S. 113 and H.R. 3552 would require the Attorney General to submit an annual report,
in addition to reports already required under FISA, describing the number of times the
new authority is used, according to the types of searches or seizures that are conducted,
the number of times information obtained through these uses is approved for use by
prosecutors in a criminal trial, and any significant court interpretations of the new
language that may follow. S. 2386, as reported in the Senate, includes the definitional
change (with the sunset provision, § 304), but does not include a reporting requirement.
H.R. 3179 would change the definition of “agent of a foreign power” in the same manner
as the other bills, but would not include a sunset provision.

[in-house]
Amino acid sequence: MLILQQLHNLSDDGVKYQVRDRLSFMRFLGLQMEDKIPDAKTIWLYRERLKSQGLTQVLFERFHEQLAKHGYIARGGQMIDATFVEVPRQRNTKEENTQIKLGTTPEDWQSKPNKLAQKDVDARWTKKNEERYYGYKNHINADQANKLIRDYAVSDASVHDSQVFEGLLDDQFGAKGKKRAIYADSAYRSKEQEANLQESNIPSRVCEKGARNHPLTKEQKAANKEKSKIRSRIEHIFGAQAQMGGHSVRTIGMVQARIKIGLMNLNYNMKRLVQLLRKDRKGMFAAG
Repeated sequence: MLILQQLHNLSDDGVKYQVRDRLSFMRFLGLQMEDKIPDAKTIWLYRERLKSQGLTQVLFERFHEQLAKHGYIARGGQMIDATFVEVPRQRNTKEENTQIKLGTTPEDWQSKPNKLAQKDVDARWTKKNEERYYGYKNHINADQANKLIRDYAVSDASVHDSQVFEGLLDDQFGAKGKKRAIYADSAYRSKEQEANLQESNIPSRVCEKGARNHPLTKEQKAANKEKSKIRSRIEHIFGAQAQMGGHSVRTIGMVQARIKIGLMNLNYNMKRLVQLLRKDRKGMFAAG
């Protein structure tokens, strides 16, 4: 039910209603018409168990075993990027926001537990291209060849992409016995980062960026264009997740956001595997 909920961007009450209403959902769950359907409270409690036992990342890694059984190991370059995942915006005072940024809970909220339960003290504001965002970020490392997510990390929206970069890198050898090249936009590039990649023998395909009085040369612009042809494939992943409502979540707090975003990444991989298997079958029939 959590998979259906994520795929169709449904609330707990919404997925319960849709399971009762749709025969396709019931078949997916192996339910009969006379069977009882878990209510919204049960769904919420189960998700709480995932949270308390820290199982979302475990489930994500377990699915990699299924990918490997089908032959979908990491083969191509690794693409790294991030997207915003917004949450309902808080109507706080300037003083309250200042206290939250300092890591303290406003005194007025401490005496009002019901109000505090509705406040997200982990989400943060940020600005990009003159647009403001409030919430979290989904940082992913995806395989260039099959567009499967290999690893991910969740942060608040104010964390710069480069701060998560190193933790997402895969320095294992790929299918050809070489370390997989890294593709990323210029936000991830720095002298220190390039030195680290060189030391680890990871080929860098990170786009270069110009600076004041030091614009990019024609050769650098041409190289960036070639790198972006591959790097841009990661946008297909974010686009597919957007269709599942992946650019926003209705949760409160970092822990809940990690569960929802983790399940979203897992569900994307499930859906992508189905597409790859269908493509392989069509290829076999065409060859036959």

See Berman Testimony, supra note 12. Cf. United States v. United States District Court, 407
U.S. 297, 308 (1972) (differentiating a domestic intelligence surveillance from a foreign
intelligence case because it “require[d] no judgment on the scope of the President’s surveillance
power with respect to the activities of foreign powers, within or without the country”); In re
Sealed Case, 310 F.3d at 746 (same).
See 149 CONG. REC. S10426-28 (daily ed. Oct. 15, 2002) (statement of Sen. Kyl with respect
to S. 2586 of the 107th Congress).
See id. at S10430 (citing letter from Daniel J. Bryant, Assistant Attorney General, Department
of Justice, Office of Legislative Affairs to Sens. Kyl and Schumer).
See FISA Hearing, supra note 6 (Statement for the Record of Marion E. (Spike) Bowman,
Deputy General Counsel, Federal Bureau of Investigation), reprinted at 149 CONG. REC. S1043032 (daily ed. Oct. 15, 2002).